In 2008, the Democratic candidate had recently been a no-name state senator with a thin record but good stage presence. In 2010, Scott Brown holds that mantle. The presidential election featured an “establishment” Republican against a “change” Democrat. In this senatorial election, Martha Coakley wears the “establishment” label while Brown gets to claim he’d upend the state’s Democratic dominance. John McCain made himself sound out of touch by admitting he didn’t use e-mail. Coakley did the same by seemingly scoffing at the notion of shaking hands outside Fenway Park, then by suggesting Red Sox legend Curt Schilling was a Yankees fan. (It was a joke, she now says.) Obama in 2008 raised untold funds from grass-roots giving. This year, Brown was the first to use the online “money bomb” technique and last week raised a reported $1 million a day. In ’08, the Democrat was a marvel on the stump, while the Republican was hard to watch. The opposite is true in 2010.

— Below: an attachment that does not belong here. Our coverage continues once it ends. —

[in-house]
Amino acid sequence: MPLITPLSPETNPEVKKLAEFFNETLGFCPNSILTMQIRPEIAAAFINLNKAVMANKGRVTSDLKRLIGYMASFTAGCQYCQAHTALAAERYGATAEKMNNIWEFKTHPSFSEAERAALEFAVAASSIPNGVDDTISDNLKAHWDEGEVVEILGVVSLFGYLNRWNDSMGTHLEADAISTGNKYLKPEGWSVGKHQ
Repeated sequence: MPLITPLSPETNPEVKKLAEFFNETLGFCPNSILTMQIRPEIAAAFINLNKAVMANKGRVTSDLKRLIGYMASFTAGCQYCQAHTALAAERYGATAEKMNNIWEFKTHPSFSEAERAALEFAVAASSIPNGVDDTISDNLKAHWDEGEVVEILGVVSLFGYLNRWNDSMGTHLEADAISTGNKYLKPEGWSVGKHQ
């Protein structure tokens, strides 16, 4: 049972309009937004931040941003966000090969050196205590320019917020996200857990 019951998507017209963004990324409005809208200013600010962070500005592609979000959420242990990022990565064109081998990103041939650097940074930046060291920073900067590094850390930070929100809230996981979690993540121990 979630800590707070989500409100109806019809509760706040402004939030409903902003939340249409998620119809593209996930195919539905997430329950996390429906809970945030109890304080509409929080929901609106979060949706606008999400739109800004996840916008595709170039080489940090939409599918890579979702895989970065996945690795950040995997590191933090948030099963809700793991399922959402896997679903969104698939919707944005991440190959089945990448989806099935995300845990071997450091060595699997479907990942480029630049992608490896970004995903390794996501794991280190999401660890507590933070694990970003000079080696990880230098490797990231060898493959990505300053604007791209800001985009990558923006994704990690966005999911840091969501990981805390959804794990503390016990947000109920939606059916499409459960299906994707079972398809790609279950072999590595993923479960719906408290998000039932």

This narrative isn’t especially fair—just as it wasn’t in 2008. But only now are the Democrats realizing the box they’ve been squeezed into…

Coupled with that amnesia is shortsightedness about what a vote for Brown means, said state Sen. Robert O’Leary, who represents Cape Cod. If people knew electing Brown would create more gridlock—for health care and the rest of Obama’s agenda—they might vote differently. “I don’t think people are fully conscious of the implications,” he said. U.S. Rep. Bill Delahunt said Democrats have done a poor job of helping voters “connect the dots” between Bush and Brown and the poor economy. Now Coakley, the attorney general from Massachusetts, is somehow seen as representing the nation’s sorry state. “We failed, Congress failed, the president failed, I failed, we failed,” he said. That’s very honest, I said. “Why not be honest?” he said. “It might get us somewhere.”